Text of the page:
Pope Francis offered the Vigil Mass at the basilica’s Altar of the Chair with about 200 people present.
St. Peter's Basilica, the largest church in the world, is normally packed for the Easter Vigil. This year’s Easter Triduum liturgies were once again scaled back due to the COVID-19 pandemic. The preparation of the Paschal candle was omitted and no baptisms took place at the vigil, only a renewal of baptismal promises.
The liturgy began in darkness with the blessing of the new fire. The pope and concelebrating cardinals then processed through the dark church carrying lit candles to signify the light of Christ coming to dispel the darkness.
“If on this night you are experiencing an hour of darkness, a day that has not yet dawned, a light dimmed, or a dream shattered, go open your heart with amazement to the message of Easter: ‘Do not be afraid, he has risen! He awaits you in Galilee,’” Pope Francis said in his homily.
“Your expectations will not remain unfulfilled, your tears will be dried, your fears will be replaced by hope. For the Lord always goes ahead of you, he always walks before you. And, with him, life always begins anew.”
During the liturgy, a cantor sang the Exsultet Easter Proclamation, which tells the story of salvation from the creation, the testing and fall of Adam, the liberation of the people of Israel from slavery in Egypt, and culminates in Jesus Christ, who died for our sins and leads us to salvation.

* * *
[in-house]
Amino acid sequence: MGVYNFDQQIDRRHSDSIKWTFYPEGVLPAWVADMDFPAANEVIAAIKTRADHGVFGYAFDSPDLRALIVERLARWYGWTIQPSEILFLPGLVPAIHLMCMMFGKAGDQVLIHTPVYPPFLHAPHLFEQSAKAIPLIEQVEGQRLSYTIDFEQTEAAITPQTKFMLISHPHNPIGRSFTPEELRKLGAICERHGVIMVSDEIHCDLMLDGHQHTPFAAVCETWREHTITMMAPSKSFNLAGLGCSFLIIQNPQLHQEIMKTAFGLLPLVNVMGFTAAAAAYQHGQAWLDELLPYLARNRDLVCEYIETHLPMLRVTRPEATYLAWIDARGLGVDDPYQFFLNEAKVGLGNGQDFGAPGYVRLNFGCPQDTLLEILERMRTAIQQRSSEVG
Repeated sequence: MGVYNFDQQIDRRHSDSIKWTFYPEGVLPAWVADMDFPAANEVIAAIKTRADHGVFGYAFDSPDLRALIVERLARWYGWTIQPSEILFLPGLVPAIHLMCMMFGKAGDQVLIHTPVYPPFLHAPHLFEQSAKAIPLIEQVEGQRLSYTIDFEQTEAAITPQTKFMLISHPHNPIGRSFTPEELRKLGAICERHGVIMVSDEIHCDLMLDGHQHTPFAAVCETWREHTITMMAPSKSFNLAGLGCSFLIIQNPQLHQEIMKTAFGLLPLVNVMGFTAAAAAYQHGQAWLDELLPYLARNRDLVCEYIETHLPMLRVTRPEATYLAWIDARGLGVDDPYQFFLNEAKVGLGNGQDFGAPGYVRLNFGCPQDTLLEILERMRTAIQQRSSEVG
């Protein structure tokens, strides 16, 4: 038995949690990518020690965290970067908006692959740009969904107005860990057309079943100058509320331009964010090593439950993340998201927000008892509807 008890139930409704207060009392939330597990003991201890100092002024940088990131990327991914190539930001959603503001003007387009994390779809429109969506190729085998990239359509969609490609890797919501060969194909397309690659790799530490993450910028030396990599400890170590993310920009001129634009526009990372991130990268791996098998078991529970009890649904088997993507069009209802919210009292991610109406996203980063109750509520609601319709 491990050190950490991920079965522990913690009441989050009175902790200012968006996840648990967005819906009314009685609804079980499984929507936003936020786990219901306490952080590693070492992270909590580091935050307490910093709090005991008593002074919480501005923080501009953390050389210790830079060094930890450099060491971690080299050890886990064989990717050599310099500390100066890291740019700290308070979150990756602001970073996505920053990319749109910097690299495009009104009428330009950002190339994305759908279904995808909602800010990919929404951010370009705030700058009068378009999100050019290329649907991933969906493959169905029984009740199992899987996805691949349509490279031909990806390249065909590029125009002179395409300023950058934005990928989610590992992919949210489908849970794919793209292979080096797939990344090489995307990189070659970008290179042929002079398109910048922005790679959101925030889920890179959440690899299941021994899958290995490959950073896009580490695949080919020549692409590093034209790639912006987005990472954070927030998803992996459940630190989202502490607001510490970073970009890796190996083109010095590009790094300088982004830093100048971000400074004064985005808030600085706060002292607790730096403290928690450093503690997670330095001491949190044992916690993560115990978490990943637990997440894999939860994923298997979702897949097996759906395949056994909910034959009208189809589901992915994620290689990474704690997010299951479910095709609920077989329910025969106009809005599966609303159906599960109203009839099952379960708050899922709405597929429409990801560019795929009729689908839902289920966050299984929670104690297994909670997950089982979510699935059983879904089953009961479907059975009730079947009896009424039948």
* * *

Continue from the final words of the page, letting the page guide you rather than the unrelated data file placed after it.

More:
The basilica was lit up gradually until it was fully illuminated at the Gloria, when the bells of St. Peter’s tolled.
In his homily, the pope asked people to reflect on the angel’s message to Mary Magdalene and the others who went to anoint Jesus’ body, but found an empty tomb, as described in the Gospel of Mark:
“Do not be amazed! You seek Jesus of Nazareth, the crucified. He has been raised; he is not here. Behold the place where they laid him. But go and tell his disciples and Peter, ‘He is going before you to Galilee; there you will see him, as he told you.”
Pope Francis said: “Let us go to Galilee, where the Risen Lord has gone ahead of us. Yet what does it mean ‘to go to Galilee?’”
The pope then explained that “going to Galilee” can mean setting out on new paths, beginning anew, and going out to the peripheries.
“Galilee was an outpost: the people living in that diverse and disparate region were those farthest from the ritual purity of Jerusalem. Yet that is where Jesus began his mission. There he brought his message to those struggling to live from day to day … the excluded, the vulnerable and the poor,” he said.
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“There he brought the face and presence of God, who tirelessly seeks out those who are discouraged or lost, who goes to the very peripheries of existence, since in his eyes no one is least, no one is excluded.”
Pope Francis said that he thinks many people today view the Catholic faith as a thing of the past or “lovely childhood memories” that no longer influence their daily lives.
“God cannot be filed away among our childhood memories, but is alive and filled with surprises. Risen from the dead, Jesus never ceases to amaze us,” he said.
Pope Francis continued: “Jesus is not outdated. He is alive here and now. He walks beside you each day, in every situation you are experiencing, in every trial you have to endure, in your deepest hopes and dreams. … Even if you feel that all is lost, please, let yourself be open to amazement at the newness Jesus brings: He will surely surprise you.”